Houston district backs off plan for takeover of 10 schools
JUAN A. LOZANO | 5/8/2018, 11:47 p.m.
HOUSTON – Texas’ largest school district Wednesday backed off a plan to have a charter school operator take over 10 low-performing campuses following a contentious school board meeting during which two people were arrested, including one woman who was dragged away by officers.
The Houston school district had been considering turning the schools into charter campuses to avoid either shutting them down or a state takeover of the district’s school board. Many parents, teachers and others who say it would unfairly target students in majority African American and Hispanic neighborhoods have heavily criticized the proposal.
During a meeting Tuesday evening, the school board had planned to vote on whether to turn over operations of the 10 campuses to a Houston-based charter school operator.
But after nearly 30 individuals spoke out against the proposal, Board of Trustees President Rhonda Skillern-Jones abruptly declared a recess and ordered the room be cleared; saying those in attendance had been repeatedly disruptive. Many individuals at the meeting denied being disruptive and criticized the board for giving speakers only one minute apiece to talk about the proposal.
On videos posted on social media, officers could be seen dragging one woman away as they cleared the meeting room. Two women were arrested and spent the night in jail. Charges of criminal trespassing and resisting arrest were dropped Wednesday and they were released.
Kandice Webber, an activist with Black Lives Matter and one of the women arrested, criticized Skillern-Jones and the district for having her “drug out of a room for just voicing my absolute God-given rights as an American citizen.” Webber also denied she and others were disruptive during the meeting.
“It was us standing up for our children. It was us standing up for our communities,” she said.
In a statement Wednesday on Facebook, Skillern-Jones said she supports people’s right to protest.
“I’m saddened at this outcome [the arrests] as it was not at all what I wanted,” she said. “The one positive result from the chaos is that we did postpone a hasty decision, gained some additional perspective and broadened our considerations.”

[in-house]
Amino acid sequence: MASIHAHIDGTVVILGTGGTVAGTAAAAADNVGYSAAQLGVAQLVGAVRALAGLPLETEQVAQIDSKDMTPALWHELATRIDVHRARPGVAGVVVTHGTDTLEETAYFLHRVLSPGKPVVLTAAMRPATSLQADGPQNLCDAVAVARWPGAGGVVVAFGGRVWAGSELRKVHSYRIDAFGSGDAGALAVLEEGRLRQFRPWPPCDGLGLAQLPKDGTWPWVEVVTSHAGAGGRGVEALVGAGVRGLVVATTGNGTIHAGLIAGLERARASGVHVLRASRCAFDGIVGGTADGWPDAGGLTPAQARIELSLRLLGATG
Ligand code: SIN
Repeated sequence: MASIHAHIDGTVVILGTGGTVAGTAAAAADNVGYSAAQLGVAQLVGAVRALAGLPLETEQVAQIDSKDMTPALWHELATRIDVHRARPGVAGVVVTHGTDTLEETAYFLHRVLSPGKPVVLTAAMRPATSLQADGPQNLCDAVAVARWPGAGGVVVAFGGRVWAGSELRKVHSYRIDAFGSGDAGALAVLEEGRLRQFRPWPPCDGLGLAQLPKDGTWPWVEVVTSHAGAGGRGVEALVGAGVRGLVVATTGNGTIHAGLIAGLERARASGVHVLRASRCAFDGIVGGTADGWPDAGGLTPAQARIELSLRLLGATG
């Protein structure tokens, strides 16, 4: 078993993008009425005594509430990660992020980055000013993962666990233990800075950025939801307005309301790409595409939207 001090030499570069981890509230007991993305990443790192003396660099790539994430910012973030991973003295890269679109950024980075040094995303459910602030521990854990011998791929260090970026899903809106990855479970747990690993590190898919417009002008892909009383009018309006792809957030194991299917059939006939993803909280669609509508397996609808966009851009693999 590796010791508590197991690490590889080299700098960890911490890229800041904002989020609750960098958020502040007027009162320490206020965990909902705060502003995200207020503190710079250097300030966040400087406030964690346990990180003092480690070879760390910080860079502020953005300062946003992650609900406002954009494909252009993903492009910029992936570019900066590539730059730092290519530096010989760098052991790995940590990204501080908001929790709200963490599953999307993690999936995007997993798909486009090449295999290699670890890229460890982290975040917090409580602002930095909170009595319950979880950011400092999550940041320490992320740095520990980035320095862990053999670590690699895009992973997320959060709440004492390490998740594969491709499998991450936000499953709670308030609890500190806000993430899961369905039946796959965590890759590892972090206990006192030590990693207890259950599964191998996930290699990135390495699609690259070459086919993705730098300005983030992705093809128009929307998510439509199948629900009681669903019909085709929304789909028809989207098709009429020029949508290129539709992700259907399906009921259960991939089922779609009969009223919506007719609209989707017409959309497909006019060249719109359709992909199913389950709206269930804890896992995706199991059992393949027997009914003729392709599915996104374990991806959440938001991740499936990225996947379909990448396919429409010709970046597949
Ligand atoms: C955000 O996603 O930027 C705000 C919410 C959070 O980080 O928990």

On Wednesday, the school district issued a statement saying it was abandoning its proposal with the charter school provider and would instead meet with staff and parents from the 10 schools to discuss ongoing turnaround plans.
“We will continue to reinforce our commitment to helping students, staff and families ... continue the hard work they’ve done this year to transform their campuses and increase student achievement,” said Interim Superintendent Grenita Lathan.
However, the future of the 10 underperforming schools remains in doubt due to a 2015 state law that would have the Texas Education Agency close campuses or replace a school board if a district has at least one school that has failed to meet the state’s education standards for five consecutive years. The schools in question haven’t met those standards for four consecutive years. The charter school proposal was part of an effort through a different state law that would have given the Houston school district a two-year reprieve from the accountability measures.
Houston Mayor Sylvester Turner said Wednesday he plans to ask the Texas Education Agency if it can give the school district a one-year waiver from the accountability measures so that officials can work to bring the 10 campuses back to academic compliance.
He said he hopes the waiver will be granted, “especially in view of [Hurricane] Harvey and the affects Harvey has had on this district.”
Harvey disrupted student enrollment, closed several campuses and contributed to a $115 million budget shortfall. In addition to challenges from Harvey, the school district is also looking for a new superintendent after the previous one left for another job last month.